Apple to Relax App Restrictions, Allowing Limited Flash

Apple is easing restrictions on how software developers create applications for its popular App Store, allowing limited use of third-party tools such as Adobe Systems's Flash software to build programs that run on Apple's iPhone and iPad.

Apple iPhone
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Apple iPhone

Shares of Adobe surged over 11 percent on the Nasdaq Thursday, after Apple announced the changes.

Apple had been criticized by developers for what they called onerous restrictions on building apps. Apple had effectively banned developers from using the widely-used Flash software to build apps for iOS, the operating system that powers the iPhone and iPad.

But Apple said it will relax "all restrictions on the development tools used to create iOS apps, as long as the resulting apps do not download any code. This should give developers the flexibility they want, while preserving the security we need."

"We have listened to our developers and taken much of their feedback to heart," the company said in a press release. Gleacher & Co analyst Brian Marshall said Apple is seeing huge pressure from app developers.

"What spurred this on was the uproar from the growing iOS developer base ... People liked using Flash, and now they'll be able to use a bunch of different technologies," Marshall said.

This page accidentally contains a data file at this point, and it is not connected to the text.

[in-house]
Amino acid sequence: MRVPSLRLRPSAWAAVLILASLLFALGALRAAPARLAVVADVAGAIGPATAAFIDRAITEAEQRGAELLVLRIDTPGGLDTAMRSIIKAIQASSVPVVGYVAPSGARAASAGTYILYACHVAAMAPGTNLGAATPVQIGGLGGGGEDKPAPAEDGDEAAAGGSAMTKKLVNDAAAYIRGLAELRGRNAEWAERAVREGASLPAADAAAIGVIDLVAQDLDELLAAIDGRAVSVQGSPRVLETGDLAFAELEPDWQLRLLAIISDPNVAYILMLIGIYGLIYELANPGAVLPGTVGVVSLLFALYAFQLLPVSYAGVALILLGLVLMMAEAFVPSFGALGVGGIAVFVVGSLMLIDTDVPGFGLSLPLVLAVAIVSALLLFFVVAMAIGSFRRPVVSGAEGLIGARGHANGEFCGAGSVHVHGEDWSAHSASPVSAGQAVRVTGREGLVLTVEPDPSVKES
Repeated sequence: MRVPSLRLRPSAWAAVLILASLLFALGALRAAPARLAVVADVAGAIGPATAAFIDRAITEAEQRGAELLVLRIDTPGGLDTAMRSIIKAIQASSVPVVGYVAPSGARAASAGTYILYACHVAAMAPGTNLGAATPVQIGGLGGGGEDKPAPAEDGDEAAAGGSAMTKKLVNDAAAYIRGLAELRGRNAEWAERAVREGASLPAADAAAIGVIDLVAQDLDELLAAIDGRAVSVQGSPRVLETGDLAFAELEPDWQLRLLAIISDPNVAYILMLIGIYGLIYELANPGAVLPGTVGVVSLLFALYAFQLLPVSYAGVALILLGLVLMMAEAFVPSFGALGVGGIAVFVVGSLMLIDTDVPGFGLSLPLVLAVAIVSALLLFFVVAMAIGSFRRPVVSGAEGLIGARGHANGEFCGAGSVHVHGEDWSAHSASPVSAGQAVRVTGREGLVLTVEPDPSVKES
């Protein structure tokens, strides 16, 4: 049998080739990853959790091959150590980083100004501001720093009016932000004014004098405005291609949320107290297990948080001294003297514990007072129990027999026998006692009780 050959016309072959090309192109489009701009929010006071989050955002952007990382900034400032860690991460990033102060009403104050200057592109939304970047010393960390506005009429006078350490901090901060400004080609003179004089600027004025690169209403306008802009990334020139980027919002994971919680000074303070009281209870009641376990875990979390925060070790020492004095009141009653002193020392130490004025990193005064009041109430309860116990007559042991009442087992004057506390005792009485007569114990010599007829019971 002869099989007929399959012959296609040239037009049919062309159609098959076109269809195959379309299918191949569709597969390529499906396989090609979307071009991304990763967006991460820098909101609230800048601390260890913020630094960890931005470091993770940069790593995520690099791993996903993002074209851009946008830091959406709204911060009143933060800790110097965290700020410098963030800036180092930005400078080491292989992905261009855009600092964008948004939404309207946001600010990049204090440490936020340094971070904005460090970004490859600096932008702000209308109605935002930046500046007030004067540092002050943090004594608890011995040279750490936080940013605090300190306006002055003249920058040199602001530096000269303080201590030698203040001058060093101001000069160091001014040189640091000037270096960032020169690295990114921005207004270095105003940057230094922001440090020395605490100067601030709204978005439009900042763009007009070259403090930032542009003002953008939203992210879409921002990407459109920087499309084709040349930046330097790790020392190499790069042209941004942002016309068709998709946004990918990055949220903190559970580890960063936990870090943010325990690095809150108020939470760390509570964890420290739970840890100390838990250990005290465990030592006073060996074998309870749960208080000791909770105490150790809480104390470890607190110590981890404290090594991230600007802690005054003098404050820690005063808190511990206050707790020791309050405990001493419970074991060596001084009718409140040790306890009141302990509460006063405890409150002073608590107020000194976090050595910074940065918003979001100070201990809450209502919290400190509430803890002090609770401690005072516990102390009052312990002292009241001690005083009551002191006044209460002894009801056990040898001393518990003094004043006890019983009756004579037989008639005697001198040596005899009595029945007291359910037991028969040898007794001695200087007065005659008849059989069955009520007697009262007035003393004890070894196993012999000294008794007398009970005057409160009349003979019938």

Apple also offered to be more open by saying it will publish App Store Review Guidelines for the first time to help developers understand how submitted applications are considered. This had been another controversial area for some developers who had complained that the approval process has been opaque and arbitrary.

"We hope it will make us more transparent and help our developers create even more successful apps for the App Store," Apple said.

The App Store, made popular by the success of the iPhone, has distributed over 6.5 billion downloads from over 250,000 different apps since its debut in July 2008, making it the world's largest mobile application platform, according to Apple. It also said App Store developers earned over $1 billion from the sales of their apps.

Shares of Apple rose 1.2 percent to $266.14 on the Nasdaq, while shares of Adobe rose 11.5 percent to $32.68.